In the romance genre it’s almost entirely unheard of for a man to write, so if one did write for it he too would likely choose a pen name that denoted him as female. Don’t believe me? I cite Leigh Greenwood; to meet her in person you would call him Harold Lowry. Much the same goes for Jennifer Wilde (Thomas Elmer Huff) and Jessica Blair (Bill Spence).

But a name we with write with—be it our name or one we’ve name up—isn’t just something that’s on the book. It does represent you, doesn’t it? For a writer this can be more than a matter of sexism, but also of genre. If you’ve established yourself an erotica novelist and suddenly want to write YA adventure books, it can become a problem. Do you take a different name, or take the chance of your established audience shying away from this new project—either out of fear of it being bad, or, because of disinterest in said genre?

It does pose other problems as well if you’re an indy writer, or, a writer who depends heavily on advertising via your own pocket. Do you make a new webpage for this personality? Or, remake your own page to suit both sides of yourself?

Unlike the question of sexism in writing and reading, the answer might not be so obvious. There isn’t an easy solution. It really comes down to what your capable of, and, how comfortable you are as a writer. If the genre you’ve established yourself in isn’t too different from the new one you want to write in as well, then why not use the same name instead of reinventing yourself? However, if you’re known as a children’s writer and are thinking about writing erotica… it might be best to pick a new name. (Or, if your a man writing in a female-predominated genre: a female name.) It does mean working from the ground up, but if it feels better for you then the chances might be better served rebuilding a little.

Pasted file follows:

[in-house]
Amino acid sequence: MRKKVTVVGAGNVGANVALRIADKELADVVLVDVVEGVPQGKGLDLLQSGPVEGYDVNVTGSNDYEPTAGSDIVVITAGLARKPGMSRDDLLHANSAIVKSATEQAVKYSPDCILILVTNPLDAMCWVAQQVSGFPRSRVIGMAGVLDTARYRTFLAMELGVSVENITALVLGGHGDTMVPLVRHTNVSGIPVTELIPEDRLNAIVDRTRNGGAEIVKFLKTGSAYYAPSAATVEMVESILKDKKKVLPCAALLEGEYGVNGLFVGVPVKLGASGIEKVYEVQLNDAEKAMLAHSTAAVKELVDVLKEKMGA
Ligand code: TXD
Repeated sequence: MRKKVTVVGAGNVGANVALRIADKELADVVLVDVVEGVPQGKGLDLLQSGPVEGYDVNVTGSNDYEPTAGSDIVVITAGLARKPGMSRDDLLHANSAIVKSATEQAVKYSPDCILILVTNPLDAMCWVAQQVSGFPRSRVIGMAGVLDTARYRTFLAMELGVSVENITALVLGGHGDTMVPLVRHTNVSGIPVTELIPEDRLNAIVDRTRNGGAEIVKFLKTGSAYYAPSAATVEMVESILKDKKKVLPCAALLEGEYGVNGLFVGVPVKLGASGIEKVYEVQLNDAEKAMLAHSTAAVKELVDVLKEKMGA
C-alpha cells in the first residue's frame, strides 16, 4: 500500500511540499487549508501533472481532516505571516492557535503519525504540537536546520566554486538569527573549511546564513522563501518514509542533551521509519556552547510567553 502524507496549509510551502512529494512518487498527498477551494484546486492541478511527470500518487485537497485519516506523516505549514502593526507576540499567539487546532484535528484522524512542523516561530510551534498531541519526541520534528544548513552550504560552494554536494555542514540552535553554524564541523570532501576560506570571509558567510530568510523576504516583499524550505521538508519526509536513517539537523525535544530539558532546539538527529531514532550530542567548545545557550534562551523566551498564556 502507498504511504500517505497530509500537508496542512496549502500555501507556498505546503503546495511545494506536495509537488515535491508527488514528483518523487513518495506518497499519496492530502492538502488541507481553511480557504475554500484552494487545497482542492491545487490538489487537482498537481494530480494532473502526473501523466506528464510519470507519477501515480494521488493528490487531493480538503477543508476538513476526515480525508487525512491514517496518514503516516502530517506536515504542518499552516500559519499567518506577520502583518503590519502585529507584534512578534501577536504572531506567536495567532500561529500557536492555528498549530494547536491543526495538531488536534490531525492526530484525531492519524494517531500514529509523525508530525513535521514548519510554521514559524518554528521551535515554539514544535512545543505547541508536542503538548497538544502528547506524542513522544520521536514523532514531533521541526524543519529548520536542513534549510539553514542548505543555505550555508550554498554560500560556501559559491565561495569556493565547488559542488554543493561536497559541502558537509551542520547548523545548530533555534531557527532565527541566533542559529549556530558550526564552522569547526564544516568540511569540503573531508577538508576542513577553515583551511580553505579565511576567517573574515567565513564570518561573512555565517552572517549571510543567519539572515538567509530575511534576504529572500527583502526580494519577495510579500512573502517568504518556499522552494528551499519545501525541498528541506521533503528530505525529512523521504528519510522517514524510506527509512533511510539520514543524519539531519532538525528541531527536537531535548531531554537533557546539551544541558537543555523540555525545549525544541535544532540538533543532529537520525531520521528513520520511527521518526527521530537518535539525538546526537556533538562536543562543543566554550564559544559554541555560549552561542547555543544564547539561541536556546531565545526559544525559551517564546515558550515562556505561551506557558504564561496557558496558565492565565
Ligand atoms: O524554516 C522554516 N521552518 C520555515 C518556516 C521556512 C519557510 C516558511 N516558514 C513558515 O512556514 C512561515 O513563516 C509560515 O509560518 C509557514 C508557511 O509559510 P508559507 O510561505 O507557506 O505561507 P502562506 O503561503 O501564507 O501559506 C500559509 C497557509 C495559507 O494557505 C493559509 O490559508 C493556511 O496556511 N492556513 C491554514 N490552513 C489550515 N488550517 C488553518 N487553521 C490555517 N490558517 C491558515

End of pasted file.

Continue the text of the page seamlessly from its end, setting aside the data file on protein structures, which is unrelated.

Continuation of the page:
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The Dreaded Creativity Curse

Tuesday, November 4, 2014

I had an interesting conversation with a fellow writer friend today. Actually, he shared an image with me that had me laughing and thinking, "Yes, that happens to me all the time."